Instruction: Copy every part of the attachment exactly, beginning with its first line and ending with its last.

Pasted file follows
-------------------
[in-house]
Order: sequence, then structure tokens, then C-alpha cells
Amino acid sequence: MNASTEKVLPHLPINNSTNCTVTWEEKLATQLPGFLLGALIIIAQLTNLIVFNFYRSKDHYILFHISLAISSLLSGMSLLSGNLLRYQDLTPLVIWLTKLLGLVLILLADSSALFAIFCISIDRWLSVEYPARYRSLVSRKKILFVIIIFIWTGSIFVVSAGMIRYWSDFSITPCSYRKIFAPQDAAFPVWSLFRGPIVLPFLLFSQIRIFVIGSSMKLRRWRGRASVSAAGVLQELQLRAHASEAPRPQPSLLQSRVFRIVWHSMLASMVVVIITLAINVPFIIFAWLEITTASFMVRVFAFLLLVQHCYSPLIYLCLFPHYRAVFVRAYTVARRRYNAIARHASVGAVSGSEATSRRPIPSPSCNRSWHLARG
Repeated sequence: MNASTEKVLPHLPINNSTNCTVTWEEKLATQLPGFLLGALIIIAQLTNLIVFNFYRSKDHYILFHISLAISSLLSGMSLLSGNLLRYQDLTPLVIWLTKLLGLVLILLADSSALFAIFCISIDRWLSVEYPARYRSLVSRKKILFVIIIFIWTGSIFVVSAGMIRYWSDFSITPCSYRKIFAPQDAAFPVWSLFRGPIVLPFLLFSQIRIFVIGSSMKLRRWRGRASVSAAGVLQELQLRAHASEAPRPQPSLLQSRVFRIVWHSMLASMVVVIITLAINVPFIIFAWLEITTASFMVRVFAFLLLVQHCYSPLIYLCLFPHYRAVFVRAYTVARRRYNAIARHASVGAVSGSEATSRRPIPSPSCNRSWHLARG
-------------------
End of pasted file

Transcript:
[in-house]
Order: sequence, then structure tokens, then C-alpha cells
Amino acid sequence: MNASTEKVLPHLPINNSTNCTVTWEEKLATQLPGFLLGALIIIAQLTNLIVFNFYRSKDHYILFHISLAISSLLSGMSLLSGNLLRYQDLTPLVIWLTKLLGLVLILLADSSALFAIFCISIDRWLSVEYPARYRSLVSRKKILFVIIIFIWTGSIFVVSAGMIRYWSDFSITPCSYRKIFAPQDAAFPVWSLFRGPIVLPFLLFSQIRIFVIGSSMKLRRWRGRASVSAAGVLQELQLRAHASEAPRPQPSLLQSRVFRIVWHSMLASMVVVIITLAINVPFIIFAWLEITTASFMVRVFAFLLLVQHCYSPLIYLCLFPHYRAVFVRAYTVARRRYNAIARHASVGAVSGSEATSRRPIPSPSCNRSWHLARG
Repeated sequence: MNASTEKVLPHLPINNSTNCTVTWEEKLATQLPGFLLGALIIIAQLTNLIVFNFYRSKDHYILFHISLAISSLLSGMSLLSGNLLRYQDLTPLVIWLTKLLGLVLILLADSSALFAIFCISIDRWLSVEYPARYRSLVSRKKILFVIIIFIWTGSIFVVSAGMIRYWSDFSITPCSYRKIFAPQDAAFPVWSLFRGPIVLPFLLFSQIRIFVIGSSMKLRRWRGRASVSAAGVLQELQLRAHASEAPRPQPSLLQSRVFRIVWHSMLASMVVVIITLAINVPFIIFAWLEITTASFMVRVFAFLLLVQHCYSPLIYLCLFPHYRAVFVRAYTVARRRYNAIARHASVGAVSGSEATSRRPIPSPSCNRSWHLARG